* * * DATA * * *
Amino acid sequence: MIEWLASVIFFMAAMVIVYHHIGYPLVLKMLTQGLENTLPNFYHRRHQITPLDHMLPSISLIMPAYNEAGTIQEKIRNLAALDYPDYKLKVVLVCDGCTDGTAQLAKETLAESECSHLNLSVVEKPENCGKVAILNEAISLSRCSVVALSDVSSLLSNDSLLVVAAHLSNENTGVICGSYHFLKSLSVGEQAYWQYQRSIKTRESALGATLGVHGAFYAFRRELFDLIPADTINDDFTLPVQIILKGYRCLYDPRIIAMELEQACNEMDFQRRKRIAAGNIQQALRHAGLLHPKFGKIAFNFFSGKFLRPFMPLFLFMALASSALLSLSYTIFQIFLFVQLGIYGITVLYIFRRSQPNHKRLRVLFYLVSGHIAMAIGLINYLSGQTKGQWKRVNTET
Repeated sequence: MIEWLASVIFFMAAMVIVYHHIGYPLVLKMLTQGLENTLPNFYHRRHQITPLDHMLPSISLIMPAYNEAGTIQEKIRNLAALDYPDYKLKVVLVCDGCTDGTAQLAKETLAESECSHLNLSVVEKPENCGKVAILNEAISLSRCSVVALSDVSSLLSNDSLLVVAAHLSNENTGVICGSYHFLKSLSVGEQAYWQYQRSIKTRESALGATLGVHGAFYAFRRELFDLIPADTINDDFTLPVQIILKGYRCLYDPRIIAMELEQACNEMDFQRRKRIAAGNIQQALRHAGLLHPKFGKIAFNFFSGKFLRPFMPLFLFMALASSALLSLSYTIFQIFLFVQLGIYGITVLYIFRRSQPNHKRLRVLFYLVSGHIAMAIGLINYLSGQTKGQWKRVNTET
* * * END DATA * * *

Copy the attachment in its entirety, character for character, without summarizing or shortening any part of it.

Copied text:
Amino acid sequence: MIEWLASVIFFMAAMVIVYHHIGYPLVLKMLTQGLENTLPNFYHRRHQITPLDHMLPSISLIMPAYNEAGTIQEKIRNLAALDYPDYKLKVVLVCDGCTDGTAQLAKETLAESECSHLNLSVVEKPENCGKVAILNEAISLSRCSVVALSDVSSLLSNDSLLVVAAHLSNENTGVICGSYHFLKSLSVGEQAYWQYQRSIKTRESALGATLGVHGAFYAFRRELFDLIPADTINDDFTLPVQIILKGYRCLYDPRIIAMELEQACNEMDFQRRKRIAAGNIQQALRHAGLLHPKFGKIAFNFFSGKFLRPFMPLFLFMALASSALLSLSYTIFQIFLFVQLGIYGITVLYIFRRSQPNHKRLRVLFYLVSGHIAMAIGLINYLSGQTKGQWKRVNTET
Repeated sequence: MIEWLASVIFFMAAMVIVYHHIGYPLVLKMLTQGLENTLPNFYHRRHQITPLDHMLPSISLIMPAYNEAGTIQEKIRNLAALDYPDYKLKVVLVCDGCTDGTAQLAKETLAESECSHLNLSVVEKPENCGKVAILNEAISLSRCSVVALSDVSSLLSNDSLLVVAAHLSNENTGVICGSYHFLKSLSVGEQAYWQYQRSIKTRESALGATLGVHGAFYAFRRELFDLIPADTINDDFTLPVQIILKGYRCLYDPRIIAMELEQACNEMDFQRRKRIAAGNIQQALRHAGLLHPKFGKIAFNFFSGKFLRPFMPLFLFMALASSALLSLSYTIFQIFLFVQLGIYGITVLYIFRRSQPNHKRLRVLFYLVSGHIAMAIGLINYLSGQTKGQWKRVNTET